“I was in New York,” Schaefer said, “between doing interviews, and feeling kind of depressed. My phone rang, and for some reason, I answered it. It was a bishop!”
Schaefer said he told Bishop Carcaño, “You made my day.”
“As much as I felt rejected by what had happened on Thursday, I felt welcomed and accepted by this (phone call),” he said. At a news conference in the Foundry sanctuary after the morning worship services, he said the phone call “strangely warmed my heart. I am leaning towards taking the offer, but I need more time for discernment and prayer.”
Schaefer spoke on the lectionary text for the Fourth Sunday in Advent, Matthew 1:18-25, and offered Joseph as a model of love and biblical obedience.
Showing grace under pressure
When Joseph learned Mary was pregnant, he was going to quietly dismiss her, rather than subject her to public disgrace. “He was a righteous man,” Schaefer said. “No public trial; no stoning.”
Joseph showed grace and love, even amid great pressure, he said. “That’s what God wants us to do: act in love and grace.”
Sometimes, showing those acts is impossible, Schaefer said. When people find themselves in such a position, “they’re in good company,” he said.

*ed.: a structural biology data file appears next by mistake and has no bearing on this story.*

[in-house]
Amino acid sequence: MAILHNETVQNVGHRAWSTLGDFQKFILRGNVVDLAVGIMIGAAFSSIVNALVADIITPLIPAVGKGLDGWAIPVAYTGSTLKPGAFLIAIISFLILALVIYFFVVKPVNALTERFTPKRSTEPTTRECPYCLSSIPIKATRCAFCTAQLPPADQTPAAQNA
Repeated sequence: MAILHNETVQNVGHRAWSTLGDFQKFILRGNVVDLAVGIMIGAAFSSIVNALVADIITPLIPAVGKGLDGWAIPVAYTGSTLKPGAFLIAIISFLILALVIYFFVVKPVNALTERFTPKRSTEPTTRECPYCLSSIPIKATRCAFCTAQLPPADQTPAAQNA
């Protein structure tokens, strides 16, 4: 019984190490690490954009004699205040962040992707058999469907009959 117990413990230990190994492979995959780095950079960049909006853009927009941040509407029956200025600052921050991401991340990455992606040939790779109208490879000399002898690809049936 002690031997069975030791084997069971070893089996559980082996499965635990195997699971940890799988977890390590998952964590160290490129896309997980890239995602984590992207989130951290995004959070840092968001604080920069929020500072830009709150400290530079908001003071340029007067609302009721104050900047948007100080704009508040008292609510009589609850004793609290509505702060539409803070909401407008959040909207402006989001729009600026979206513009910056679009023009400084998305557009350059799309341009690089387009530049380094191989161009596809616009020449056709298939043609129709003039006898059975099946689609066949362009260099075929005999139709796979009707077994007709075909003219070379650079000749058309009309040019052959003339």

“When I went through my church trial,” Schaefer said, “I had hoped the church would be more like Joseph. I had violated one of their rules, yes, but I was disappointed to be found guilty. I was devastated last Thursday (when he was defrocked).”
The denomination’s Book of Discipline forbids United Methodist clergy from performing same-gender weddings, and it forbids such services from being performed in United Methodist sanctuaries. The denomination officially states the practice of homosexuality is “incompatible with Christian teaching” and that marriage is a covenant between a man and a woman. The church also affirms that all people are of sacred worth, that all are in need of the ministry of the church and that God’s grace is available to all. It implores congregations and families not to reject gay and lesbian members and friends.